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The U.S. Map Redrawn as 50 States With Equal Population

[Map credit: Neil Freeman / See larger]

Neil Freeman redrew the state borders to get a visual sense of what it would take for the electoral college votes to match the popular vote. That is to say, for each state to be weighted evenly.

"The largest state is 66 times as populous as the smallest," Freeman explains on his site, "and has 18 times as many electoral votes."

His map is based on 2010 Census data, which records a population of 308,745,538 for the United States. Divided up among 50 states, that's a population of a little over six million people per state. The names of new states are mostly taken from geographical features.

Before you freak out about the feasibility of such a plan or whether it's a real improvement on the electoral college, Freeman notes, "this is an art project, not a serious proposal. So take it easy with the emails about the sacred soil of Texas."

See Also: The U.S. Map With Only 38 States

The Afternoon Map is a semi-regular feature in which we post maps and infographics. In the afternoon. Semi-regularly. Thanks to Neil Freeman for this one, which you can buy from his site for $35.

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The Evolution of "Two" in the Indo-European Language Family
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The Indo-European language family includes most of the languages of Europe as well as many languages in Asia. There is a long research tradition that has shown, though careful historical comparison, that languages spanning a huge linguistic and geographical range, from French to Greek to Russian to Hindi to Persian, are all related to each other and sprung from a common source, Proto-Indo-European. One of the techniques for studying the relationship of the different languages to each other is to look at the similarities between individual words and work out the sound changes that led from one language to the next.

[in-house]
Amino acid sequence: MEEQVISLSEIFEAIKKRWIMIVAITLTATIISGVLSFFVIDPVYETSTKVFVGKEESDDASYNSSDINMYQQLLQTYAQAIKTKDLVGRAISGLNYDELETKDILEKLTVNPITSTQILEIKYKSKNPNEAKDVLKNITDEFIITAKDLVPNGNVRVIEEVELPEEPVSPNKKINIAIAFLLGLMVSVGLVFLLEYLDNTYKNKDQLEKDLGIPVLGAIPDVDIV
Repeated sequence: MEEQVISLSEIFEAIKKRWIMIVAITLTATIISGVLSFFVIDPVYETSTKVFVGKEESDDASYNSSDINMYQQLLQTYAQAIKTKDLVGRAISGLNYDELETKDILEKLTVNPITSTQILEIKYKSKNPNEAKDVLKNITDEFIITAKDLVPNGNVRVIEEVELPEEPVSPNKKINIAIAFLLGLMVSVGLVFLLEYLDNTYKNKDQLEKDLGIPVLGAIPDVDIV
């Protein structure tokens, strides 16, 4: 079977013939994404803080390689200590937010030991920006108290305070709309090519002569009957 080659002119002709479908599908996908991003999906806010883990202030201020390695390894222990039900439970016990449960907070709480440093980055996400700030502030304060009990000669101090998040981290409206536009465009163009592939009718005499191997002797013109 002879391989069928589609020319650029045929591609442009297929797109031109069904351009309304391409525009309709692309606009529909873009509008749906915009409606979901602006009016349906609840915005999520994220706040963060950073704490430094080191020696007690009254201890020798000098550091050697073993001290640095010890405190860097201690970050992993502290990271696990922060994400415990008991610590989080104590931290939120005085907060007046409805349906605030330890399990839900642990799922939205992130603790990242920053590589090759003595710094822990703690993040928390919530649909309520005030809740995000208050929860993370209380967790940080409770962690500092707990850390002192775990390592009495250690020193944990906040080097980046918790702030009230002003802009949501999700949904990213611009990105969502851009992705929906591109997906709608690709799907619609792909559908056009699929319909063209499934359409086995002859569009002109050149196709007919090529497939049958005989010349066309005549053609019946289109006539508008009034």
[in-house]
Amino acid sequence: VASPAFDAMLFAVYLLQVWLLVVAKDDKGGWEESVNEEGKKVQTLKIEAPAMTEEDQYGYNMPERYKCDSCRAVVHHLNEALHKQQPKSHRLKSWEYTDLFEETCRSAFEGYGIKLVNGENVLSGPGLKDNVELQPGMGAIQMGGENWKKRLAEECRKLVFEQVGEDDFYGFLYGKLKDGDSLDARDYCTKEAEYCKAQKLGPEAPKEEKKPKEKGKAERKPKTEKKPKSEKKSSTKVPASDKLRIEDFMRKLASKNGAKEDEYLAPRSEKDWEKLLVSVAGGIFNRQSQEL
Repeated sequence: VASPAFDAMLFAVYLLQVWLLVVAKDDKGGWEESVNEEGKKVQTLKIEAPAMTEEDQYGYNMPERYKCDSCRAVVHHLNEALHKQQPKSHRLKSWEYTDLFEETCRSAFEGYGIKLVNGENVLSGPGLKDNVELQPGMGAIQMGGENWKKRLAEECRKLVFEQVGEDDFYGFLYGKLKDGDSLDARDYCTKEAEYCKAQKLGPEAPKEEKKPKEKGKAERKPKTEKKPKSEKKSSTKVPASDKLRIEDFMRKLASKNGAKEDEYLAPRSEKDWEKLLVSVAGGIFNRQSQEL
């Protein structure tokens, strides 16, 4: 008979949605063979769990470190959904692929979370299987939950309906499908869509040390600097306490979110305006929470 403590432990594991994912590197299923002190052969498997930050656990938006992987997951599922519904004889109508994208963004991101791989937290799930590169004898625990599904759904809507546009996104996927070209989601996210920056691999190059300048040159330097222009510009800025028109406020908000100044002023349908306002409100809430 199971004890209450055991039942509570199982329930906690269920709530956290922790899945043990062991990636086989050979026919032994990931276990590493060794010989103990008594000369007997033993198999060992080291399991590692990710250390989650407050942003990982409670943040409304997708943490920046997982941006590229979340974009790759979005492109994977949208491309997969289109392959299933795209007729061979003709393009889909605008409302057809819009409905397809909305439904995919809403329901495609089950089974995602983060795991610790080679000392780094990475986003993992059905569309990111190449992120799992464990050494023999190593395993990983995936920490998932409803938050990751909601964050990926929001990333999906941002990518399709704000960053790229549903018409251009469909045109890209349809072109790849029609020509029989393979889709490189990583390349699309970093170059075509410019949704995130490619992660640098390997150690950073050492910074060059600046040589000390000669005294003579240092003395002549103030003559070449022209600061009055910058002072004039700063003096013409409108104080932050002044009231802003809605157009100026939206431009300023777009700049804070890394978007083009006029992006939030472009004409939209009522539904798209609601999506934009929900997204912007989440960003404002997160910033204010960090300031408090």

This diagram, submitted to Reddit by user IronChestplate1, shows the word for two in various Indo-European languages. (The “proto” versions, marked with an asterisk, are hypothesized forms, built by working backward from historical evidence.) The languages cluster around certain common features, but the words are all strikingly similar, especially when you consider the words for two in languages outside the Indo-European family: iki (Turkish), èjì (Yoruba), ni (Japanese), kaksi (Finnish), etc. There are many possible forms two could take, but in this particular group of languages it is extremely limited. What are the chances of that happening by accident? Once you see it laid out like this, it doesn’t take much to put *dwóh and *dwóh together.

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Beyond Plumbing: 19 Other Jobs on Mario's Resume
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Nintendo made news this week by subtly announcing that Mario is no longer a plumber. In fact, they're really downplaying his whole plumbing career. On the character's Japanese-language bio, the company says, "He also seems to have worked as a plumber a long time ago."

But Mario has always had plenty of jobs on the side. Here's a look at his resume:

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